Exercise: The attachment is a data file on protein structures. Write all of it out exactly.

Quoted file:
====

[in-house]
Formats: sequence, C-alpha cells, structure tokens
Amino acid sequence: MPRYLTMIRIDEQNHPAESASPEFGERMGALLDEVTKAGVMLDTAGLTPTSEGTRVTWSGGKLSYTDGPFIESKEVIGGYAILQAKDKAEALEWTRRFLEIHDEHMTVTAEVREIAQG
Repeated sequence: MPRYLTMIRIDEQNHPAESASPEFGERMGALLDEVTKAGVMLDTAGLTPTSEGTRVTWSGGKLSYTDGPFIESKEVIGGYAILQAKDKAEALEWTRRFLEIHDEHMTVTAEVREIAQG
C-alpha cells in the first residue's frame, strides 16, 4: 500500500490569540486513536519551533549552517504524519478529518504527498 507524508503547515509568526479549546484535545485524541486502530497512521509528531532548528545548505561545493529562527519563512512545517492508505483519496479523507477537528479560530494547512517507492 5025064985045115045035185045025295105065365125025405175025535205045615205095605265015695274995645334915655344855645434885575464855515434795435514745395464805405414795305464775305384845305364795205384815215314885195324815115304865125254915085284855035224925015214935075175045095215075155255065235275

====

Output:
[in-house]
Formats: sequence, C-alpha cells, structure tokens
Amino acid sequence: MPRYLTMIRIDEQNHPAESASPEFGERMGALLDEVTKAGVMLDTAGLTPTSEGTRVTWSGGKLSYTDGPFIESKEVIGGYAILQAKDKAEALEWTRRFLEIHDEHMTVTAEVREIAQG
Repeated sequence: MPRYLTMIRIDEQNHPAESASPEFGERMGALLDEVTKAGVMLDTAGLTPTSEGTRVTWSGGKLSYTDGPFIESKEVIGGYAILQAKDKAEALEWTRRFLEIHDEHMTVTAEVREIAQG
C-alpha cells in the first residue's frame, strides 16, 4: 500500500490569540486513536519551533549552517504524519478529518504527498 507524508503547515509568526479549546484535545485524541486502530497512521509528531532548528545548505561545493529562527519563512512545517492508505483519496479523507477537528479560530494547512517507492 5025064985045115045035185045025295105065365125025405175025535205045615205095605265015695274995645334915655344855645434885575464855515434795435514745395464805405414795305464775305384845305364795205384815215314885195324815115304865125254915085284855035224925015214935075175045095215075155255065235275